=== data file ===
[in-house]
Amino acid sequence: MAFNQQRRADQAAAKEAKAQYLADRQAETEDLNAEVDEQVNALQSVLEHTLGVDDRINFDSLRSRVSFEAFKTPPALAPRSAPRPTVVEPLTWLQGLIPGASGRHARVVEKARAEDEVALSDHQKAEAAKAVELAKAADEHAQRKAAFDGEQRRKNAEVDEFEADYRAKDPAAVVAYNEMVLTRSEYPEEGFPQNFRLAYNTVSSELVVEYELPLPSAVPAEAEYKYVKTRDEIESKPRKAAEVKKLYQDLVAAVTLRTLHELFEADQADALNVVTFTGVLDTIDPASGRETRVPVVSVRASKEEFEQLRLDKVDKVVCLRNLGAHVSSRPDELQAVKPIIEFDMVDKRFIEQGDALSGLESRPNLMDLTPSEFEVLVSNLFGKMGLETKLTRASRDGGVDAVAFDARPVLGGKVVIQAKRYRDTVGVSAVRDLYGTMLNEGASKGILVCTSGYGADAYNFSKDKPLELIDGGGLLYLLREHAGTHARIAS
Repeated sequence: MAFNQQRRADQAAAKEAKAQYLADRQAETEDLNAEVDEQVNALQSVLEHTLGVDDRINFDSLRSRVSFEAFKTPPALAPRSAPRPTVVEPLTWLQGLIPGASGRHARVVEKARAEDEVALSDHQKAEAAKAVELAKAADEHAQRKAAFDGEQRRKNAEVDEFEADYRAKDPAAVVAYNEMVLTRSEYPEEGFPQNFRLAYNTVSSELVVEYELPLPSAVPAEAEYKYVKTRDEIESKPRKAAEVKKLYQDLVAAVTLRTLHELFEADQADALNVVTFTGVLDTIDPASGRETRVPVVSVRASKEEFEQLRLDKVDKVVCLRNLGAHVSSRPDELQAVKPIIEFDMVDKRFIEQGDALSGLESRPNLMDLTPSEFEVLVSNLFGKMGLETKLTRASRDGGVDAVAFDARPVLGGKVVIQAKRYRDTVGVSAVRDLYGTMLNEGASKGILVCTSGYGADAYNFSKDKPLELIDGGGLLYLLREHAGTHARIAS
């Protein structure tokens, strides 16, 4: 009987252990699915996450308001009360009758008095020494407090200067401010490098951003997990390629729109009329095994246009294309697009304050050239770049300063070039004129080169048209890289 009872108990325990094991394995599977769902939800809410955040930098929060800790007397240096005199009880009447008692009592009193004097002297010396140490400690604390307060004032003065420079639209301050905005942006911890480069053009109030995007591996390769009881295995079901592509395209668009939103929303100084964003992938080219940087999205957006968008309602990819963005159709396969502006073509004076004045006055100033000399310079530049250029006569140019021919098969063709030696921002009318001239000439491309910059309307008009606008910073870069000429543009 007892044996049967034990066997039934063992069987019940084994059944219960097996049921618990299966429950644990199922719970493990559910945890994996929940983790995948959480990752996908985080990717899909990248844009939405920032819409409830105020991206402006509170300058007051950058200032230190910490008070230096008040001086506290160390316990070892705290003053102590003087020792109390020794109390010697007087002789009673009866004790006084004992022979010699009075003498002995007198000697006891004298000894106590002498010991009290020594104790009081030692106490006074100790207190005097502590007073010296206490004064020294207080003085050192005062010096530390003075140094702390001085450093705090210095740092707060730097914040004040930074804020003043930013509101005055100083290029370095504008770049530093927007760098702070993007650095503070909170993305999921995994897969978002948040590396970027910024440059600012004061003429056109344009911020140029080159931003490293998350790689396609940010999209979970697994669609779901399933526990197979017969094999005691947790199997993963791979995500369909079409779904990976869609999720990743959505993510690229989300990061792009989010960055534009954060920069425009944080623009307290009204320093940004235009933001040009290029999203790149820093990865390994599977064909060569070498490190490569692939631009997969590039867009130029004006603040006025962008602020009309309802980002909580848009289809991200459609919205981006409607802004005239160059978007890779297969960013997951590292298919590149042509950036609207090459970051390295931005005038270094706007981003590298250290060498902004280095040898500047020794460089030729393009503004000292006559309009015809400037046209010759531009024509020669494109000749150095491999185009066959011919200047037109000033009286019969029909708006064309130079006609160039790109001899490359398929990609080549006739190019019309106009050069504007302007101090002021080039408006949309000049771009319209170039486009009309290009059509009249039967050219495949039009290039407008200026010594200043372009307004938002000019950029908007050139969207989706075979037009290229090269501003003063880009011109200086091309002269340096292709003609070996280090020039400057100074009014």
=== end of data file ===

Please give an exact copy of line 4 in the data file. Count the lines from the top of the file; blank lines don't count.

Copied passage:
């Protein structure tokens, strides 16, 4: 009987252990699915996450308001009360009758008095020494407090200067401010490098951003997990390629729109009329095994246009294309697009304050050239770049300063070039004129080169048209890289 009872108990325990094991394995599977769902939800809410955040930098929060800790007397240096005199009880009447008692009592009193004097002297010396140490400690604390307060004032003065420079639209301050905005942006911890480069053009109030995007591996390769009881295995079901592509395209668009939103929303100084964003992938080219940087999205957006968008309602990819963005159709396969502006073509004076004045006055100033000399310079530049250029006569140019021919098969063709030696921002009318001239000439491309910059309307008009606008910073870069000429543009 007892044996049967034990066997039934063992069987019940084994059944219960097996049921618990299966429950644990199922719970493990559910945890994996929940983790995948959480990752996908985080990717899909990248844009939405920032819409409830105020991206402006509170300058007051950058200032230190910490008070230096008040001086506290160390316990070892705290003053102590003087020792109390020794109390010697007087002789009673009866004790006084004992022979010699009075003498002995007198000697006891004298000894106590002498010991009290020594104790009081030692106490006074100790207190005097502590007073010296206490004064020294207080003085050192005062010096530390003075140094702390001085450093705090210095740092707060730097914040004040930074804020003043930013509101005055100083290029370095504008770049530093927007760098702070993007650095503070909170993305999921995994897969978002948040590396970027910024440059600012004061003429056109344009911020140029080159931003490293998350790689396609940010999209979970697994669609779901399933526990197979017969094999005691947790199997993963791979995500369909079409779904990976869609999720990743959505993510690229989300990061792009989010960055534009954060920069425009944080623009307290009204320093940004235009933001040009290029999203790149820093990865390994599977064909060569070498490190490569692939631009997969590039867009130029004006603040006025962008602020009309309802980002909580848009289809991200459609919205981006409607802004005239160059978007890779297969960013997951590292298919590149042509950036609207090459970051390295931005005038270094706007981003590298250290060498902004280095040898500047020794460089030729393009503004000292006559309009015809400037046209010759531009024509020669494109000749150095491999185009066959011919200047037109000033009286019969029909708006064309130079006609160039790109001899490359398929990609080549006739190019019309106009050069504007302007101090002021080039408006949309000049771009319209170039486009009309290009059509009249039967050219495949039009290039407008200026010594200043372009307004938002000019950029908007050139969207989706075979037009290229090269501003003063880009011109200086091309002269340096292709003609070996280090020039400057100074009014």